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Downy emerald

Cordulia aenea

Photo: Downy emerald
Weights and measures
Length from 50 to 55 mm
Wingspan from 65 to 75 mm
Animal description
The Downy Emerald (Cordulia aenea) is a captivating species of dragonfly that is widely admired for its distinctive appearance and intriguing behaviors. This medium-sized dragonfly belongs to the family Corduliidae, often referred to as the Emeralds due to the characteristic metallic green coloring of many species within this group. The Downy Emerald, in particular, boasts a striking combination of colors and textures that make it a favorite among enthusiasts and naturalists.

The adult Downy Emerald typically measures between 45 to 50 millimeters in length, with a robust and slightly hairy body that contributes to its common name. The thorax of this dragonfly is a deep, velvety green, covered in fine, downy hairs that give it a somewhat fuzzy appearance, especially when observed up close. This hairiness not only serves as insulation but also plays a role in the dragonfly's camouflage among the foliage where it often rests.

One of the most striking features of the Downy Emerald is its wings. The wings are transparent but have a conspicuous, rich bronze sheen that is particularly noticeable when they catch the light during flight. The wingspan can reach up to 70 millimeters, and the wings are held outstretched when the dragonfly is at rest, showcasing their beautiful metallic sheen. The wingtips are subtly darkened, adding to the overall elegance of the species.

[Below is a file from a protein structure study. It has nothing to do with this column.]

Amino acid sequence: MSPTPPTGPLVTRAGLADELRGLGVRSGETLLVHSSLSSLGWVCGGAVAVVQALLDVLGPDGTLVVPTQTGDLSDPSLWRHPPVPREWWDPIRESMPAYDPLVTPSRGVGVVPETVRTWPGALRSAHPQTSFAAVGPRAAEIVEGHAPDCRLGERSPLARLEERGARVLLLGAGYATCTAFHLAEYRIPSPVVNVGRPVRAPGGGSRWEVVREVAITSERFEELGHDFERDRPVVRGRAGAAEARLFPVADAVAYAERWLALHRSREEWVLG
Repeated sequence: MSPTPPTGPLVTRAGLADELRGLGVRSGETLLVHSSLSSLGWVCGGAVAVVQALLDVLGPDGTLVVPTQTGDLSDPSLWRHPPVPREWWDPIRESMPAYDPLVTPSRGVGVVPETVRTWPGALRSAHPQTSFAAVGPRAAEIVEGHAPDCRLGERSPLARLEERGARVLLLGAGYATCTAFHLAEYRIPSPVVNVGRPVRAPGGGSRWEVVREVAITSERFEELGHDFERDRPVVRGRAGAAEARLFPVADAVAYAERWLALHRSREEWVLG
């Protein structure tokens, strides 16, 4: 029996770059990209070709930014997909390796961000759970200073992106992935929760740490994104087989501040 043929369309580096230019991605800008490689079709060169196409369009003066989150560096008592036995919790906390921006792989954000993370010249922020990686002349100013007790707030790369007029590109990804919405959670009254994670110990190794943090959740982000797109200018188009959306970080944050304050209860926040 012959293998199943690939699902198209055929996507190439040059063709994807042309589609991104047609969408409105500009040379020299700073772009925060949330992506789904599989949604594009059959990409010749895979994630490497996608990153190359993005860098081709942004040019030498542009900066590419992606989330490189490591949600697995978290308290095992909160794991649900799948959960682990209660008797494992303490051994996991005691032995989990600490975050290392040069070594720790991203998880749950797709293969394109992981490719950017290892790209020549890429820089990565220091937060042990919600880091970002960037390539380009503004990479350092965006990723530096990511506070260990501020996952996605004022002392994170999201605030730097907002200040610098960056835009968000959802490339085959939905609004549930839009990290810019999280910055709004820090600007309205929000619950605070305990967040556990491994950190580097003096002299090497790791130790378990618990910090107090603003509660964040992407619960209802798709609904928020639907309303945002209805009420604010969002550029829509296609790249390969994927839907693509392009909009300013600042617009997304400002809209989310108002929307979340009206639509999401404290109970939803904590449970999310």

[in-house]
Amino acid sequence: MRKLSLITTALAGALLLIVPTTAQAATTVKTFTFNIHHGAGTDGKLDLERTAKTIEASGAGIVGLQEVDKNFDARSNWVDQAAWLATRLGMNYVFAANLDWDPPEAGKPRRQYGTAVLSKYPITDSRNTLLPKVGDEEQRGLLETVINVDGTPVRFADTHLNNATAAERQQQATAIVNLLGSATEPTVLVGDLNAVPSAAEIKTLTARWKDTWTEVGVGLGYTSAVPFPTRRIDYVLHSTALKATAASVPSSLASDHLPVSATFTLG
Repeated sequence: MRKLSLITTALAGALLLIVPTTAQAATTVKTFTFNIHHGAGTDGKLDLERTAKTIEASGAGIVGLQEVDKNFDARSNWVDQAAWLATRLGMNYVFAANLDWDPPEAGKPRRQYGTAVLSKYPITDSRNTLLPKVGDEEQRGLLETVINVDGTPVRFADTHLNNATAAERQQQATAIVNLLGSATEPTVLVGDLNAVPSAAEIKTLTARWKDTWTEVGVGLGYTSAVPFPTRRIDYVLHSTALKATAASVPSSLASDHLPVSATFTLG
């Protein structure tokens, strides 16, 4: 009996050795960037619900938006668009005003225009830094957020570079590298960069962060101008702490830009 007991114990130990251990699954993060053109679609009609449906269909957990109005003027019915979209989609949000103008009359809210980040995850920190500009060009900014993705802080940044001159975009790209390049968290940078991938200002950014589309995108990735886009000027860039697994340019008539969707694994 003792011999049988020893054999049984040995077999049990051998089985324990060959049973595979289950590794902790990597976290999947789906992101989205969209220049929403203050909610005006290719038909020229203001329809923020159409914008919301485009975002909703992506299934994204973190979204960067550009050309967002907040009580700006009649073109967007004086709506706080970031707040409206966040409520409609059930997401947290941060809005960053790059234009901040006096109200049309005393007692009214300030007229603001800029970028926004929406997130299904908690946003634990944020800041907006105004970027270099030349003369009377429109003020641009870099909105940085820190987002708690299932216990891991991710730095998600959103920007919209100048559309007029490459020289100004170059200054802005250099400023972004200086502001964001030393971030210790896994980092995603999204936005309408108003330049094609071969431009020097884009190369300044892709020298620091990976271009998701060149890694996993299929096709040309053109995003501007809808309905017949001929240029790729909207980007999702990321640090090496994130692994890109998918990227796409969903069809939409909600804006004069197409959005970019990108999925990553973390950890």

The abdomen of the Downy Emerald is slender and segmented, with a metallic green coloration that can appear golden or coppery in different lighting conditions. Each segment is finely edged with black, creating a segmented appearance that is both intricate and delicate. The eyes of the Downy Emerald are large and compound, offering a wide field of vision that is essential for detecting prey and avoiding predators. The eyes are a deep green or sometimes bluish color, blending seamlessly with the rest of the body.

In terms of habitat, the Downy Emerald is typically found in and around freshwater environments, such as ponds, lakes, and slow-moving rivers, with a particular preference for wooded areas. These dragonflies are most active from late spring to early summer, during which time they can often be seen patrolling their territory or engaging in aerial acrobatics as they hunt for insects.

The life cycle of the Downy Emerald, like that of other dragonflies, includes both aquatic larval and airborne adult stages. The larvae, known as nymphs, are aquatic predators that inhabit the sediment and vegetation of freshwater bodies. After undergoing several molts, they emerge from the water to undergo metamorphosis, shedding their larval skin to reveal the adult dragonfly.

Despite their beauty and fascinating behaviors, Downy Emeralds, like many dragonfly species, face threats from habitat loss, pollution, and climate change. Conservation efforts are essential to ensure the survival of these remarkable insects and the ecosystems they inhabit.

In summary, the Downy Emerald (Cordulia aenea) is a stunning dragonfly species known for its velvety green thorax, bronze-tinted wings, and metallic green abdomen. Its presence adds a touch of magic to the freshwater habitats it frequents, making it a jewel among the dragonflies and a testament to the incredible diversity of the insect world.
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